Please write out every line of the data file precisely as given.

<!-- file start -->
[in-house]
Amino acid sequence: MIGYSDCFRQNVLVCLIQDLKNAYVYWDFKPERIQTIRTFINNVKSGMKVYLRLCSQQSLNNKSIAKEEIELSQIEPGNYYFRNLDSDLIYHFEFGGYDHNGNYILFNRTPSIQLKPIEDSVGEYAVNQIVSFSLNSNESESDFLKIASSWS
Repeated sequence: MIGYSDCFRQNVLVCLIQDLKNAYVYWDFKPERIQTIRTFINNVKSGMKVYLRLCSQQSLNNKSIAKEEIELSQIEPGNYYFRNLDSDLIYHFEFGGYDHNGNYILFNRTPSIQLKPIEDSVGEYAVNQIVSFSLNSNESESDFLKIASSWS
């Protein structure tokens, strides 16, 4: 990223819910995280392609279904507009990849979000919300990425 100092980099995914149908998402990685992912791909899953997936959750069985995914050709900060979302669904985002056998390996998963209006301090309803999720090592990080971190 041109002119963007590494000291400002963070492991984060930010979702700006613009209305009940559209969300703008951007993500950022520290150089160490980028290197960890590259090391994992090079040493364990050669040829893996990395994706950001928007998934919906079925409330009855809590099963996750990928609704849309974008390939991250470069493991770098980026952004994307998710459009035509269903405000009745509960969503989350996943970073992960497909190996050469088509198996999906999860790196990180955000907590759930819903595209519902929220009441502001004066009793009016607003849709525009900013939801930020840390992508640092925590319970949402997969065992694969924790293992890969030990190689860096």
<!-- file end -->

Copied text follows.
[in-house]
Amino acid sequence: MIGYSDCFRQNVLVCLIQDLKNAYVYWDFKPERIQTIRTFINNVKSGMKVYLRLCSQQSLNNKSIAKEEIELSQIEPGNYYFRNLDSDLIYHFEFGGYDHNGNYILFNRTPSIQLKPIEDSVGEYAVNQIVSFSLNSNESESDFLKIASSWS
Repeated sequence: MIGYSDCFRQNVLVCLIQDLKNAYVYWDFKPERIQTIRTFINNVKSGMKVYLRLCSQQSLNNKSIAKEEIELSQIEPGNYYFRNLDSDLIYHFEFGGYDHNGNYILFNRTPSIQLKPIEDSVGEYAVNQIVSFSLNSNESESDFLKIASSWS
């Protein structure tokens, strides 16, 4: 990223819910995280392609279904507009990849979000919300990425 100092980099995914149908998402990685992912791909899953997936959750069985995914050709900060979302669904985002056998390996998963209006301090309803999720090592990080971190 041109002119963007590494000291400002963070492991984060930010979702700006613009209305009940559209969300703008951007993500950022520290150089160490980028290197960890590259090391994992090079040493364990050669040829893996990395994706950001928007998934919906079925409330009855809590099963996750990928609704849309974008390939991250470069493991770098980026952004994307998710459009035509269903405000009745509960969503989350996943970073992960497909190996050469088509198996999906999860790196990180955000907590759930819903595209519902929220009441502001004066009793009016607003849709525009900013939801930020840390992508640092925590319970949402997969065992694969924790293992890969030990190689860096």